Behind the Crown
In 1976, author and then-Texas Monthly writer Joe Nick Patoski heckled an act onstage at Soap Creek Saloon and ended up managing Carrasco and El Molino, whose ranks would soon (and still) include his wife, photographer/keyboardist Kris Cummings. Here's what Patoski emailed us about his tenure with Carrasco. – Margaret Moser
The [El Molino] band that played Blondie's on East Sixth Street was Ike Ritter on guitar, Speedy Sparks on bass, David Mercer on Farfisa, and Richard Elizondo on drums. They opened a lot of shows, but because of Joe's pedigree with Salaman and Shorty y los Corvettes, they'd get these Eastside Chicano club gigs.
Joe finished recording the first album after a lengthy period following his father's death in a car accident up in Fort Worth. For a while, Rocky Morales' son Junior was going to do the cover. Somehow, Joe ended up asking Kris to do it and I suggested the cheesy stuff like the floating heads with stars, definitely inspired by King label James Brown covers, some early Ike & Tina covers, and the commercial storefront art of Joseph Henderson from East Austin.
Kris did the cover. I worked up a mailing list and Joe sent out this cool-looking, cool-sounding, Tex-Mex R&B sorta rock & roll album. Tex-Mex Rock-Roll riffed off of Dave Hickey's term "rock-roll" in his Village Voice writings. The New York and UK press dug the record. I think it was in Melody Maker that new sensation Elvis Costello played Rate A Record. He judged the new single "Roxanne," by a band called the Police a piece of crap. He gave Tex-Mex Rock-Roll an A+.
The press was good enough that I egged him on about taking his show on the road. But the San Antonio cats were very hard to round up, much less take on the road. I don't know what happened between Joe and Ike other than a lot of speed. David Mercer's wife didn't like him playing music in clubs, so touring was out for him.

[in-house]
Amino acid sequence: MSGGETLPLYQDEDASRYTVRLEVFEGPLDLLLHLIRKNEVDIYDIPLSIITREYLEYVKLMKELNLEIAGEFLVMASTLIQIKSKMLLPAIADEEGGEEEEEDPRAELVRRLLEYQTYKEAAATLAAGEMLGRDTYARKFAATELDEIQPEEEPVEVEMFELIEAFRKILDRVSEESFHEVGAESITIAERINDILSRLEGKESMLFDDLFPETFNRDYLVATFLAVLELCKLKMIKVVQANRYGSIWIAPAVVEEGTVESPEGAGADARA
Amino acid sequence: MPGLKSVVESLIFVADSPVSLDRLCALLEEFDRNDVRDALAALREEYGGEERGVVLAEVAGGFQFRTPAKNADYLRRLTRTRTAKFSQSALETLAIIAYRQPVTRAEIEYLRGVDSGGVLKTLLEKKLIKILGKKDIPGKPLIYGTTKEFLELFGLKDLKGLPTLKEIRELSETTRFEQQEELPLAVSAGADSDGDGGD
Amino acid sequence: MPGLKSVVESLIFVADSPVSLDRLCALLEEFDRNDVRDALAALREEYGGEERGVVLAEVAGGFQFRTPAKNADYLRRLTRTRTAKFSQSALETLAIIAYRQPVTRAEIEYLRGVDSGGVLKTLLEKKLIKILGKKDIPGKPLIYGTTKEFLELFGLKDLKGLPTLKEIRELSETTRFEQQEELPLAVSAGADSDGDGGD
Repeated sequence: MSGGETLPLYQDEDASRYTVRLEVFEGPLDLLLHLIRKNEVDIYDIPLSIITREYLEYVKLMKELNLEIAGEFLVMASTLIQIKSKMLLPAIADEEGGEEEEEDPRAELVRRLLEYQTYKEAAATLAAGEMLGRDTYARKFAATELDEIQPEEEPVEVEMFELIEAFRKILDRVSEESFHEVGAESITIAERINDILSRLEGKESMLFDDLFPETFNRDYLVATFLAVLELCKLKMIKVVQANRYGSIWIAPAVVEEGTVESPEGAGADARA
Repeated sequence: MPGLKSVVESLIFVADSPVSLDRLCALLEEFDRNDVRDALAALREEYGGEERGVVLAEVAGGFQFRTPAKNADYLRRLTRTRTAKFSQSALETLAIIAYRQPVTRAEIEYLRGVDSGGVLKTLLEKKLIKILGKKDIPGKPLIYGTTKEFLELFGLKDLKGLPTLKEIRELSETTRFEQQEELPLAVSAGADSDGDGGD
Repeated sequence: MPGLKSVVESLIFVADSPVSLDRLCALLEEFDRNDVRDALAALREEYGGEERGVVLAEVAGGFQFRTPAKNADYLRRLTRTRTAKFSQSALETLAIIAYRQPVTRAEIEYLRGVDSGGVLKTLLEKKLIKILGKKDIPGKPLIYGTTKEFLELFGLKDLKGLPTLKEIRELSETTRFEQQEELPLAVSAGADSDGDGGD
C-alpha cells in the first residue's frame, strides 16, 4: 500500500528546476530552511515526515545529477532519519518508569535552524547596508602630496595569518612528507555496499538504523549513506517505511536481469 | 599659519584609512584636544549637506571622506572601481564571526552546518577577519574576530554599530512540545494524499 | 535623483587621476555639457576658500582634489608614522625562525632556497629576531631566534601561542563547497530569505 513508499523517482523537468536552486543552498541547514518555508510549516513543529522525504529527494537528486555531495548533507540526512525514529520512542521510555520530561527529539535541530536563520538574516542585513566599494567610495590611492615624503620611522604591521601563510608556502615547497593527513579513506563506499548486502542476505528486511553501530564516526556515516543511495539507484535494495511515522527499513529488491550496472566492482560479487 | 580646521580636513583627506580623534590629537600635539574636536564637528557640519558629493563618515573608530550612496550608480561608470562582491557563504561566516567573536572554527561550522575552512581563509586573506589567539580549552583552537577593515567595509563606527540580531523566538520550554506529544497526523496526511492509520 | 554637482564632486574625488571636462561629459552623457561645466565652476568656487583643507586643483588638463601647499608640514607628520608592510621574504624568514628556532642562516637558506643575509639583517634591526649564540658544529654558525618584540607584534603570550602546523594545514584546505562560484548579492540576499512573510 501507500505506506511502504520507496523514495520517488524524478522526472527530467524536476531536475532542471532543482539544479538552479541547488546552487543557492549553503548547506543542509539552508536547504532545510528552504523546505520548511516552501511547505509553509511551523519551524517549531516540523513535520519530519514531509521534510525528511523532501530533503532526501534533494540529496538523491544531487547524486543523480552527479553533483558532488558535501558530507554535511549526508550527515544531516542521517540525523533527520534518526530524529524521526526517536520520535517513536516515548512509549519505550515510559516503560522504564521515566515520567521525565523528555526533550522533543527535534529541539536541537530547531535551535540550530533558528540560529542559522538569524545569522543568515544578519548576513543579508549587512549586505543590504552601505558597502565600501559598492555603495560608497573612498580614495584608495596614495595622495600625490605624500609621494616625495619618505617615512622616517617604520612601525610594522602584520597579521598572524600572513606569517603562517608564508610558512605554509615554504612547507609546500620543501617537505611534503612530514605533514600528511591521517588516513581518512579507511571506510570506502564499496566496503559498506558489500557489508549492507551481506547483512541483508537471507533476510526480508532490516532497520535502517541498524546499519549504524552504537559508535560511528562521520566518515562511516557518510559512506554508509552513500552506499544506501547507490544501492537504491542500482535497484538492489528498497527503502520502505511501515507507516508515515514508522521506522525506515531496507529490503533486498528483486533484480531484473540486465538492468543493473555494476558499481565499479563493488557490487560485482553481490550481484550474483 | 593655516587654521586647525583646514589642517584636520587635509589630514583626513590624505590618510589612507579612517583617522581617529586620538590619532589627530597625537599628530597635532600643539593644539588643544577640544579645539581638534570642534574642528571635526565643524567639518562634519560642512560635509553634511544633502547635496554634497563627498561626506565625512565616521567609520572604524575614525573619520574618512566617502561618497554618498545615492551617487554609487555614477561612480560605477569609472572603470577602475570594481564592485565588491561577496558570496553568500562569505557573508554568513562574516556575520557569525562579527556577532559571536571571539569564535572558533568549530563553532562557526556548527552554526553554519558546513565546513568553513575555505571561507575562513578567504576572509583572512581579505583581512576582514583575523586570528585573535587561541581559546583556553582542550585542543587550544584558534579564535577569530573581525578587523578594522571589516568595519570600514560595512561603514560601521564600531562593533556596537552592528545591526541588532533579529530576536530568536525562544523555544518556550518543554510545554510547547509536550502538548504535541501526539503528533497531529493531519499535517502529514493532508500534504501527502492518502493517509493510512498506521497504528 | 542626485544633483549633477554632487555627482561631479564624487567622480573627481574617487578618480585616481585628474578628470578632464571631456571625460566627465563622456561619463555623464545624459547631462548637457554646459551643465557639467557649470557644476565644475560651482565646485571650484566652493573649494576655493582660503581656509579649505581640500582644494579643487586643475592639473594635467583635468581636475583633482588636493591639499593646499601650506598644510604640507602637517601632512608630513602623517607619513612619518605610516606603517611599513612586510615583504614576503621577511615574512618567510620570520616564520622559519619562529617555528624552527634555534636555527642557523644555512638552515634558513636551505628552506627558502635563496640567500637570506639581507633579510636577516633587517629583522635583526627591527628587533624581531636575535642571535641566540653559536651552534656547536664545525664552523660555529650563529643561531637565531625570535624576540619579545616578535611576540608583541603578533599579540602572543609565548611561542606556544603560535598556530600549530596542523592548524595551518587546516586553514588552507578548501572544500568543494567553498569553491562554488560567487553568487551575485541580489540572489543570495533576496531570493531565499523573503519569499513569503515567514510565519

Joe thought a stripped-down approach was better. I don't know if it was Costello or what, but he wanted to replace horns with an organ. Joe worked on Kris for awhile, found her an organ, and showed her the Tex-Mex basics. She knew Professor Longhair but knew less Augie Meyers.
The El Molino that started in the summer of 1979 was Joe, Kris, Speedy, and Richard or Bill Bentley. Richard tired easily, while Bentley was more into the Bizarros. Speedy didn't like the direction Joe was heading and wanted to play more rhythm and blues. He didn't show after a break one night at Hole in the Wall, which is where Brad Kizer stepped in. Mike Navarro tells the story of Joe looking for a Mexican drummer, which is how Joe found him.
On their first run to New York that November, the band was still El Molino according to the cheesy satin-sparkle banner they carried. By the next spring, they were the Crowns.
I was always whispering in Joe's ear and around the time of that first New York trip, I quit whispering and writing and became a band manager. Blew off an offer from Esquire, turned down book proposals on Willie.
I thought I knew what I was doing. – Joe Nick Patoski